Standard on the Mercedes-AMG GLA 45, and optional on the other GLA-class cars, is a Driving Assistance Package comprising Distance Pilot Distronic and Lane Keeping Assist. Distance Pilot Distronic includes a more sophisticated auto-braking function that operates at speeds up to 200km/h. Lane Keeping assist prods you if you have begun to drift distractedly – and possibly dangerously – into an adjacent lane.

The Australasian New Car Assessment Program (ANCAP) has not rated the Mercedes-Benz GLA-Class for safety.

I like driving - will I enjoy this car?

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The Mercedes GLA’s avant-garde hatch-meets-SUV style means the enjoyment starts even before you get in. And it looks extra cool at night, with ambient lighting spilling from beneath the door handles.

The classy, inner-city bar vibe continues inside courtesy of illuminated door sill panels with ‘Mercedes-Benz’ or ‘AMG’ lettering, more ambient lighting in the foot wells, and a slick dashboard presentation.

Even the least powerful engines move the GLA-Class briskly, working well with the smart and decisive seven-speed dual-clutch automatic.

The small petrol is smoother than the diesel, but the diesel needs even less accelerator to keep up with traffic, which makes it relaxing to drive.

The GLA250, with its 2.0-litre turbo petrol, offers you the sort of speed you would get in a hot hatch such as a VW Golf GTI – it’s a lot of fun.

The Mercedes-AMG GLA 45 is capable of even more eye-opening acceleration, with a wild exhaust note and engine intake bark to match.

Light, accurate steering features in all versions. There’s a slightly doughy patch just off centre but beyond that zone you get a solid sense of connection with the road.

While any GLA will turn into corners eagerly, the all-wheel-drive models feel more on-rails in the middle of corners. And they thrust out of them more convincingly, using the extra traction of the driven rear wheels.

Because of its taller stance, occupants of a GLA-Class car will be more aware of body roll than they would be in an A-Class hatchback. But the raised ride height is no impediment to handling or cornering speed.

On the flip side, the small increase in ground clearance compared with the A-Class is of minimal benefit. The GLA is suited only to very light off-roading, such as driving on a lumpy gravel road.

The GLA 45 is the most responsive GLA Class to steer, thanks to the lower profile tyres and sports suspension tune. Its adaptive suspension also brings you a track-focussed Race mode that takes damping stiffness to the extreme. And you get more powerful brakes. A well-driven GLA 45 is a difficult car to catch on a twisty road.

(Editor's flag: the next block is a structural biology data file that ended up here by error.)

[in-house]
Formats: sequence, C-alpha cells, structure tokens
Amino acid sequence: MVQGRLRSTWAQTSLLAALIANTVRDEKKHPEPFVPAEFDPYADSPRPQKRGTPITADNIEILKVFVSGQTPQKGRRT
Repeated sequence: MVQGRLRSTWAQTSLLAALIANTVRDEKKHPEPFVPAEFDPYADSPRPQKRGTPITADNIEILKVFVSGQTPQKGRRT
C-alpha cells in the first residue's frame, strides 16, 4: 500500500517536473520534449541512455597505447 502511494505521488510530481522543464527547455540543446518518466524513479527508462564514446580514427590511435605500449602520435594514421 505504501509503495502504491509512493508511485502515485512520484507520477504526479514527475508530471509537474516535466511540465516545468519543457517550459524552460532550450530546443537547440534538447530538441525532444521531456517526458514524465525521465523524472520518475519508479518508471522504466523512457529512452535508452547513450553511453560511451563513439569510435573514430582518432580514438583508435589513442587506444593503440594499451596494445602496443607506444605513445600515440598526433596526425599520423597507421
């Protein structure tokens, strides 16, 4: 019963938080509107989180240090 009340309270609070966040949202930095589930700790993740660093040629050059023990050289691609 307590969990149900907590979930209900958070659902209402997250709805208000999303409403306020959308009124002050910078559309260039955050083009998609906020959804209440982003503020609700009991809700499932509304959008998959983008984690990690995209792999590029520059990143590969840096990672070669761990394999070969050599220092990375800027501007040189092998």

Overall, the GLA180 and 200d make talented, raised warm hatches, while the GLA 250 4Matic is a very satisfying driver’s car. The high-powered Mercedes-AMG GLA 45 is an absolute rocket.

How is life in the rear seats?

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The GLA-Class shares its wheelbase – the distance between the front and rear wheels – with Mercedes’ A-Class small hatch, and it has less leg room than obvious alternatives the Audi Q3 and BMW X1 (the Audi being the roomiest of the trio). The GLA also has less shoulder room than the Q3 and X1.

The GLA has good rear headroom – more than the donor A-Class – though you lose some of this in versions witha sunroof.

The rear seat bases are relatively short, so they don’t offer enough under-thigh support for great long-haul comfort. However the backrest angle feels right, and the level of lateral support is good.

Forward vision is good thanks to a rear cushion set high in relation to the front seats, with help from the slim front headrests.

Rear passengers get a fold-down centre rear armrest with twin cup-holders, and in all but the GLA180 they also get dedicated air-conditioning vents.

How is it for carrying stuff?

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The GLA-Class has 421 litres of boot space, which makes it considerably better for carrying stuff than a small hatch (That’s about 20 percent bigger than the A-Class boot, for example).

Among the alternatives, the GLA’s boot is equivalent to the BMW X1’s but not quite as generous as the Audi Q3’s (460 litres), and not quite up with Mercedes’ more pragmatic B-Class.

The rear centre-armrest allows the through-loading of long items, and with the 60-40 split-folding rear backrest lowered the GLA can swallow up to 1235 litres of luggage.

Where does Mercedes-Benz make the GLA?

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The Mercedes-Benz GLA-Class is made in Germany.

What might I miss that similar cars have?

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The Mercedes GLA-Class blurs the line between a small hatch and a small SUV. As a result, you might wish for a bit more space from your small SUV, which you get in the slightly larger, more traditionally SUV-bodied Audi Q3.

Other cars worth considering are the BMW X1 and Mini Countryman.

Are there plans to update the GLA-Class soon?

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The current, first-generation, Mercedes-Benz GLA-Class arrived in early 2014. There were minor revisions to equipment and engines in the third quarter of 2016.

In June 2017 the GLA received a subtle restyle and some fresh equipment – notably LED headlamps, the extension of smart-key entry to the GLA220d, and the introduction of a hands-free tailgate that you can open with a swipe of your foot.

A new-generation GLA is expected for the 2020 model year.

I like this car, but I can't choose which version. Can you help?

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Our reviewers recommend the GLA250 4Matic. This version occupies a terrific middle ground between the excellent front-wheel drive GLA180 and 220d, and the over-the-top Mercedes-AMG GLA 45. The extra power and all-wheel-drive system makes the GLA250 a lot of fun, without the comfort compromises of the AMG model.